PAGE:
$55.7m aims to ‘close gap’
A local Aboriginal organisation has welcomed the Federal Government’s announcement that $55.7 million would be injected over five years to help meet the Closing the Gap employment target.
Bloodwood Tree chief executive Kelly Howlett said she was positive about the initiatives which were around Closing The Gap and employment.
“The changes will see better and more comprehensive support being provided to vulnerable and at risk indigenous jobseekers,” she said.
“Locally, the future looks extremely positive, in terms of employment opportunities for indigenous job seekers.”
Ms Howlett said Bloodwood Tree had been collaborating with other local agencies such as Ashburton Aboriginal Corporation, North Regional TAFE and prospective employers.
“That way together in partnership, we can align prospective employees, with the exact training and development they need, to get the job they are seeking.”
The measures announced as part of the 2017 Budget are said to enable strong engagement for indigenous people through training and mentoring before stepping into employment.
A $33.2 sum million will be delivered into pre-employment training and mentoring for indigenous participants, $17.6 million to trial additional employment assistance to indigenous prisoners, and $5 million over four years to support community-designed employment services in Yarrabah, Queensland.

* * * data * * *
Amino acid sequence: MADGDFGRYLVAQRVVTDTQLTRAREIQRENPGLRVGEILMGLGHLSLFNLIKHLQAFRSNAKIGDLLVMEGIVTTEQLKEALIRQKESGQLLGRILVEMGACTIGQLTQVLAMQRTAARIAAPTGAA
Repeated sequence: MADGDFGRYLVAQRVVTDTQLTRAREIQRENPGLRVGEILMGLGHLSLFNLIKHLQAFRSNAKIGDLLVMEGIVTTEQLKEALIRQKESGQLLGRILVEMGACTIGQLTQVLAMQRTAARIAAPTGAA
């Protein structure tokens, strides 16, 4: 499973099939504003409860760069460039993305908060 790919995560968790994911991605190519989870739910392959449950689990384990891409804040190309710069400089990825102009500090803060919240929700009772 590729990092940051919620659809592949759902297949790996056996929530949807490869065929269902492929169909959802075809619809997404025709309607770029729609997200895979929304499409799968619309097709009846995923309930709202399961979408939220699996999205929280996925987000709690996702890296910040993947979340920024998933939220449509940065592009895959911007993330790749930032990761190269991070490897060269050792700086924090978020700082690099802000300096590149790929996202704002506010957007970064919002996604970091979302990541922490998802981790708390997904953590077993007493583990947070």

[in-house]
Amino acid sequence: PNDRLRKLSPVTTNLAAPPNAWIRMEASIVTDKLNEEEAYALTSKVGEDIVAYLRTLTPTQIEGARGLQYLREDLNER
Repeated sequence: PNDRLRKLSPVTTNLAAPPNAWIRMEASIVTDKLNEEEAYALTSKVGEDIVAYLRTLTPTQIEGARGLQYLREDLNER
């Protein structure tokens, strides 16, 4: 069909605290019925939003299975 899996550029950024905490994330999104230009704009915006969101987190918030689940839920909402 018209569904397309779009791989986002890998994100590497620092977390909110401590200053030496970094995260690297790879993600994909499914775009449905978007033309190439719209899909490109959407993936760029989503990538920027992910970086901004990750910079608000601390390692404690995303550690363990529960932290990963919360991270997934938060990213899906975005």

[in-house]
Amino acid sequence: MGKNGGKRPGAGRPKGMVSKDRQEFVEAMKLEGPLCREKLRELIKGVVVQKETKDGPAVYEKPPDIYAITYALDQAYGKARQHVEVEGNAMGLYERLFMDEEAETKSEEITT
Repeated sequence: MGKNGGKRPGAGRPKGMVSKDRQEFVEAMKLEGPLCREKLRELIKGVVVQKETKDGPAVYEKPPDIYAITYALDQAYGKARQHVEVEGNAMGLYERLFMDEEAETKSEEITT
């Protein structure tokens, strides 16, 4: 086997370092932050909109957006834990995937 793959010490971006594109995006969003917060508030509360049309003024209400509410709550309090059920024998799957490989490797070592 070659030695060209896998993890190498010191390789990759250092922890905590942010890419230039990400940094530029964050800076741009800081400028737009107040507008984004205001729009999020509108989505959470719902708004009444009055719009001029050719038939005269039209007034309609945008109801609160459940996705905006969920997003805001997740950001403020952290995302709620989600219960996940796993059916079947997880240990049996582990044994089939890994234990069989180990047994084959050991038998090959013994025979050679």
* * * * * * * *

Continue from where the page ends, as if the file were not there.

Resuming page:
Mr Wyatt said the Government’s investment of $3.6 billion over four years from 2017-18 for the Indigenous Australians’ Health Program would improve the health of Aboriginal and Torres Strait Islander people.
“Continued growth in the program will improve access to culturally appropriate comprehensive primary health care for indigenous Australians, as well as address areas of critical need through targeted investments that are expected to accelerate progress in closing the gap in health disparity,” he said.
He said he was pleased 46 of the 200 preferred sites for Health Care Homes were Aboriginal Medical Services. Despite achievements being made in the area, the Prime Minister’s 2017 Closing the Gap report revealed only one out of seven national targets were on track.
Aboriginal and Torres Strait islander people make up 3 per cent of Australia’s population, with about 80 per cent living in metropolitan and regional areas.
Figures revealed WA had the second highest indigenous child mortality rate in Australia, behind the Northern Territory, with 189 deaths recorded between 2011-15.
The report stated the target to halve the gap in child mortality by next year was not on track.
Other targets outlined in the report that are not on track included close the gap in life expectancy by 2031, and by 2018 halve the gap in reading and numeracy for indigenous students and halve the gap in employment by 2018, and close the gap in school attendance by the end of 2018. The target to halve the gap in Year 12 attainment by 2020 is the only goal expected to be met.
Reconciliation Australia chief executive Justin Mohamed said sustained resources were needed to address Aboriginal and Torres Strait Islander health, education and employment disparities and government support was vital to a long history for reconciliation.
Bloodwood Tree chief executive Kelly Howlett sets up computers for an employment after hours initiative . Picture: Sophia Constantine.